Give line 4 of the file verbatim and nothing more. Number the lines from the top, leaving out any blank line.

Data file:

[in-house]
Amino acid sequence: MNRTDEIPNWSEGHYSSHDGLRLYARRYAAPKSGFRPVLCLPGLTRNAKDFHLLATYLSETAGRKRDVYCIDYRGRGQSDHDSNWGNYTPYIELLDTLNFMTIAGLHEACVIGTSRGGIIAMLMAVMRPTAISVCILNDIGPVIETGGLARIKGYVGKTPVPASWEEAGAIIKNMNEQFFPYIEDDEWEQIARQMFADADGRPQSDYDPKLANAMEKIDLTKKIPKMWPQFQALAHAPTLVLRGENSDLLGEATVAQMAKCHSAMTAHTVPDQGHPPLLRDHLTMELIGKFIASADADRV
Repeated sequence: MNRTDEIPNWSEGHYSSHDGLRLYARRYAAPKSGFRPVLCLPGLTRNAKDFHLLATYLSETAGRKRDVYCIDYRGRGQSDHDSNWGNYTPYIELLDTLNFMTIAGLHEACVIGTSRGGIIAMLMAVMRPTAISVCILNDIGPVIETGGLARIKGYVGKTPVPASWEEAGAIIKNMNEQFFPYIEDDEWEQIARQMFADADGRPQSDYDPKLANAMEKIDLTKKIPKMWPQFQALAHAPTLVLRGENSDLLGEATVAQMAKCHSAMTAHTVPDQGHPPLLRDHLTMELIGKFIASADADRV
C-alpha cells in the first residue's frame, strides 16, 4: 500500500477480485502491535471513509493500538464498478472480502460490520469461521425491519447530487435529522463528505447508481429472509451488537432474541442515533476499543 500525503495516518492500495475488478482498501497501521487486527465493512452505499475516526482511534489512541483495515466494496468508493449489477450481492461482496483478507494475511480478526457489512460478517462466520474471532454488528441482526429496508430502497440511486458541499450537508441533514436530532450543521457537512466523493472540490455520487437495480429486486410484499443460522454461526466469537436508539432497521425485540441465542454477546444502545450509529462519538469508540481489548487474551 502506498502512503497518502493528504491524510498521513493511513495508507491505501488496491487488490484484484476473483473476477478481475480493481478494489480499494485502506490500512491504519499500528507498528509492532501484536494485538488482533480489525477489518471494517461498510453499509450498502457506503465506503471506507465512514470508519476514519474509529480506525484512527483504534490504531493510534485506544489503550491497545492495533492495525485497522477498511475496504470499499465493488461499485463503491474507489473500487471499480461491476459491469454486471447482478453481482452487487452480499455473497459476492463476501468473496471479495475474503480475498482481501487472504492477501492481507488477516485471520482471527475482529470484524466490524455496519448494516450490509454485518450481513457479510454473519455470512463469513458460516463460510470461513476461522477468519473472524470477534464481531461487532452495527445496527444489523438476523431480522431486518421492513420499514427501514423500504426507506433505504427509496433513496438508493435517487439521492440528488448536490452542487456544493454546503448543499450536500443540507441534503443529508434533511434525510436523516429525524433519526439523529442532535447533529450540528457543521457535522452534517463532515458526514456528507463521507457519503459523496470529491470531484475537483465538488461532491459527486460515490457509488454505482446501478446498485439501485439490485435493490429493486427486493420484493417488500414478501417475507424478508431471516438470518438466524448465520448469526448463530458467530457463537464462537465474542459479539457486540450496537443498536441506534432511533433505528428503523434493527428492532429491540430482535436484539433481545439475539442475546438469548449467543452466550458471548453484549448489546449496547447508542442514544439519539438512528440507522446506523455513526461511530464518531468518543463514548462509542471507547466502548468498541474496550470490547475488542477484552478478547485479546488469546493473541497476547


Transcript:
C-alpha cells in the first residue's frame, strides 16, 4: 500500500477480485502491535471513509493500538464498478472480502460490520469461521425491519447530487435529522463528505447508481429472509451488537432474541442515533476499543 500525503495516518492500495475488478482498501497501521487486527465493512452505499475516526482511534489512541483495515466494496468508493449489477450481492461482496483478507494475511480478526457489512460478517462466520474471532454488528441482526429496508430502497440511486458541499450537508441533514436530532450543521457537512466523493472540490455520487437495480429486486410484499443460522454461526466469537436508539432497521425485540441465542454477546444502545450509529462519538469508540481489548487474551 502506498502512503497518502493528504491524510498521513493511513495508507491505501488496491487488490484484484476473483473476477478481475480493481478494489480499494485502506490500512491504519499500528507498528509492532501484536494485538488482533480489525477489518471494517461498510453499509450498502457506503465506503471506507465512514470508519476514519474509529480506525484512527483504534490504531493510534485506544489503550491497545492495533492495525485497522477498511475496504470499499465493488461499485463503491474507489473500487471499480461491476459491469454486471447482478453481482452487487452480499455473497459476492463476501468473496471479495475474503480475498482481501487472504492477501492481507488477516485471520482471527475482529470484524466490524455496519448494516450490509454485518450481513457479510454473519455470512463469513458460516463460510470461513476461522477468519473472524470477534464481531461487532452495527445496527444489523438476523431480522431486518421492513420499514427501514423500504426507506433505504427509496433513496438508493435517487439521492440528488448536490452542487456544493454546503448543499450536500443540507441534503443529508434533511434525510436523516429525524433519526439523529442532535447533529450540528457543521457535522452534517463532515458526514456528507463521507457519503459523496470529491470531484475537483465538488461532491459527486460515490457509488454505482446501478446498485439501485439490485435493490429493486427486493420484493417488500414478501417475507424478508431471516438470518438466524448465520448469526448463530458467530457463537464462537465474542459479539457486540450496537443498536441506534432511533433505528428503523434493527428492532429491540430482535436484539433481545439475539442475546438469548449467543452466550458471548453484549448489546449496547447508542442514544439519539438512528440507522446506523455513526461511530464518531468518543463514548462509542471507547466502548468498541474496550470490547475488542477484552478478547485479546488469546493473541497476547